Afghanistan’s president Hamid Karzai recently came out swinging at the West again, this time on the topic of opium eradication. Responding to the latest UN report showing an opium production increase of 17% in 2007, Karzai accused the international community of failing to implement a coherent counter-narcotics strategy in Afghanistan.

Opium production has indeed skyrocketed to record levels. Now nearly the world’s sole producer of the crop, Afghanistan puts more opium on the market than Colombia, Bolivia and Peru combined. The Afghan government has certainly failed to contain this problem. But Karzai is also right: the international community has been part of the problem.

Poppy eradication is no easy thing. For farmers in Afghanistan’s southern Helmand province, a Taliban stronghold that is home to most of the country’s opium production, poppy is an extremely resilient crop. Such resiliency is a virtue in a drought-stricken province with failing irrigation systems. For farmers’ families, the province of 700,000 maintains only two functioning hospitals. Unemployment is high, and educational opportunities are few. Profitable poppies, then, become a means of surviving. With Taliban offering security, few farmers, especially the poorer ones, can say no.

Karzai has attempted to blame this situation on outsiders, with statements such as “wherever the [Afghan] government is present, the drug fight is successful.” Yet Karzai’s government is full of warlords and other officials entrenched in drug trading. Corruption is rampant, and a dysfunctional legal system makes accountability near impossible. So, while the West’s approach to Afghanistan certainly needs mending, Karzai’s home front also needs attention.

It is feasible to address both of these problems of production and accountability at the same time. Slowing the poppy frenzy is possible if farmers are given incentives to pursue traditional crops such as wheat, pomegranate, and melon. They also need the means to do so, including adequate irrigation systems and equipment. What will not work, however — and what the United States has proposed and NATO has opposed — is crop spraying. Spraying contaminates water supply (already a problem in Afghanistan), ruins soil balance thus preventing replacement crops, and is accompanied by a multitude of health concerns such as skin infections. Already farmers are turning to the Taliban for crop protection, a trend likely to increase if the United States proceeds as planned. Eradicating farmers’ primary means of income simply forces them to look elsewhere. And Taliban recruiters eagerly stand by.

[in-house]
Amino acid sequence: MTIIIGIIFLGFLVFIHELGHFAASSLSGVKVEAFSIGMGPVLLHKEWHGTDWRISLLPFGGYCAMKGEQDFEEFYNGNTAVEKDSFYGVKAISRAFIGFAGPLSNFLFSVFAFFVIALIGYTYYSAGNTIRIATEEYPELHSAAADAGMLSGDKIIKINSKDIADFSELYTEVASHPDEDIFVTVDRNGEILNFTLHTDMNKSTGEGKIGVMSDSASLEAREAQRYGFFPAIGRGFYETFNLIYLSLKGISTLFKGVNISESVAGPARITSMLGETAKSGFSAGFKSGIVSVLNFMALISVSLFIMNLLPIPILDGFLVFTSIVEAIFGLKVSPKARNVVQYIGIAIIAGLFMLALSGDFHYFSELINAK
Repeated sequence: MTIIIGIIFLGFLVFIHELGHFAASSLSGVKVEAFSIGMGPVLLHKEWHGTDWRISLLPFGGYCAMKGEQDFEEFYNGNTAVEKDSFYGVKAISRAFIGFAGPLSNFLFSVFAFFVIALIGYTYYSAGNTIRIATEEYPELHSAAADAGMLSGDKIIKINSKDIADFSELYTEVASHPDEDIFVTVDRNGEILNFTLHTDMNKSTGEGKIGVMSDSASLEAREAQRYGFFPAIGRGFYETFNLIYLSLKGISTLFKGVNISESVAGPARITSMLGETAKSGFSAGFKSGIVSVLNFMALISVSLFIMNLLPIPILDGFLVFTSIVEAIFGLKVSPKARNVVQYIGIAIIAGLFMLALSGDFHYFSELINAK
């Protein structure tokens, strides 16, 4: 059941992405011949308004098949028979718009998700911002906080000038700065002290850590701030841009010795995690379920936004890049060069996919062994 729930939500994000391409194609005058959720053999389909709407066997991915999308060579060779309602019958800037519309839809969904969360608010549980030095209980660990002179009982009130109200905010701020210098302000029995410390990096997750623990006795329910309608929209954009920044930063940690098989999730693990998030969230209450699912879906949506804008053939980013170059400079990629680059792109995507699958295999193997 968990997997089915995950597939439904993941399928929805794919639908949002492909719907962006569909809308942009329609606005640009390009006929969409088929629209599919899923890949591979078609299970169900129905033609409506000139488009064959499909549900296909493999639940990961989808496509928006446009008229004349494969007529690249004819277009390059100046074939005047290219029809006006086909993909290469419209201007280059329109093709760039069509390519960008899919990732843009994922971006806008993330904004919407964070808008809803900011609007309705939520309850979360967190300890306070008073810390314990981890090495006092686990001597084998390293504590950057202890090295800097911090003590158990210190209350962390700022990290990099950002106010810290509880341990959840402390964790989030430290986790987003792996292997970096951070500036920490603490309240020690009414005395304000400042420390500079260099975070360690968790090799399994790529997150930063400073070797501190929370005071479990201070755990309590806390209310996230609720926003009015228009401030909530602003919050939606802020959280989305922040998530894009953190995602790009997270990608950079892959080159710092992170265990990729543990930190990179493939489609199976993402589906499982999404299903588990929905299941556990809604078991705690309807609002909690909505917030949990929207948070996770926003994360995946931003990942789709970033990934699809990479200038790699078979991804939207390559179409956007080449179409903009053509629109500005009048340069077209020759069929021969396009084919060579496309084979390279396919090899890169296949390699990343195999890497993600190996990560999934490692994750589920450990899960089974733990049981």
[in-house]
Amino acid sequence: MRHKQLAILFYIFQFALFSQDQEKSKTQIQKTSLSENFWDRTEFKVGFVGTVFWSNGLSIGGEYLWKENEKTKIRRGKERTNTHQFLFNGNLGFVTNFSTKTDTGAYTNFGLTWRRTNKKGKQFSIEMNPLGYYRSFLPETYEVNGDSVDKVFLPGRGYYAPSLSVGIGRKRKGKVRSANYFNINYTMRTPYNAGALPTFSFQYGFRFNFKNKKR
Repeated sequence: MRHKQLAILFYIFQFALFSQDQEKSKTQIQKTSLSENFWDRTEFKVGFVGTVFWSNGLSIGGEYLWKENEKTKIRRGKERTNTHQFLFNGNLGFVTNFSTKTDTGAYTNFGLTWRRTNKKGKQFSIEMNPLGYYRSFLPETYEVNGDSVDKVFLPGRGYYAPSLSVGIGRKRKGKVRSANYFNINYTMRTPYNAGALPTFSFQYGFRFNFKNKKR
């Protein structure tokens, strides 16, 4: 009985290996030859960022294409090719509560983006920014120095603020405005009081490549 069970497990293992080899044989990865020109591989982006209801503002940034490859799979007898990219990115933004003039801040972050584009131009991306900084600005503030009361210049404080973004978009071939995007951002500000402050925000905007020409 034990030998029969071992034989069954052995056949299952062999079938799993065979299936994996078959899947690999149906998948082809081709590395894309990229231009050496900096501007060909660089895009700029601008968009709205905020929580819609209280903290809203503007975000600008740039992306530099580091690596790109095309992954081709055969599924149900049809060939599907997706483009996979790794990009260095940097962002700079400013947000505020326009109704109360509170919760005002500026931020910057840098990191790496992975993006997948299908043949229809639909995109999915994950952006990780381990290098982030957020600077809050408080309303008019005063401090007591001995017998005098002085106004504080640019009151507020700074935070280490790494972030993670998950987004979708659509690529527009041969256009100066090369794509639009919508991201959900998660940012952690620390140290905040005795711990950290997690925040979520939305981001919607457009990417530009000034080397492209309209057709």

This is where the government comes in. With few mechanisms to hold anyone accountable, local and national officials often quickly pocket the money donated to help farmers. Karzai must change this culture of impunity and start cleaning house, beginning with his own party in Kabul. Only then can much-needed economic aid be assured safe passage. After that, a sit-down with farmers to figure out alternatives might ease minds in Helmand, particularly those who teeter on the fence debating the benefits of Taliban protection. Bringing the Taliban into the political process, which Karzai has recently intimated and the Taliban is now willing to consider, could burst the bubble of resistance growing daily in Afghanistan’s south. As the Taliban gets stronger, Kabul can either engage them constructively or face many more months of expensive and deadly conflict.

Karzai’s weak attempt to hold the West responsible for the world’s most abundant opium crop reveals his frustration and also his need for help. Undertaking the tasks above will be impossible for Karzai alone. Lest next year usher in another 17% growth in production, the international community must coordinate with Kabul to figure out a different fate for the farmers of Helmand. Do it soon, because the competition for their attention is fierce.

Michael Shank is a doctoral student at George Mason University

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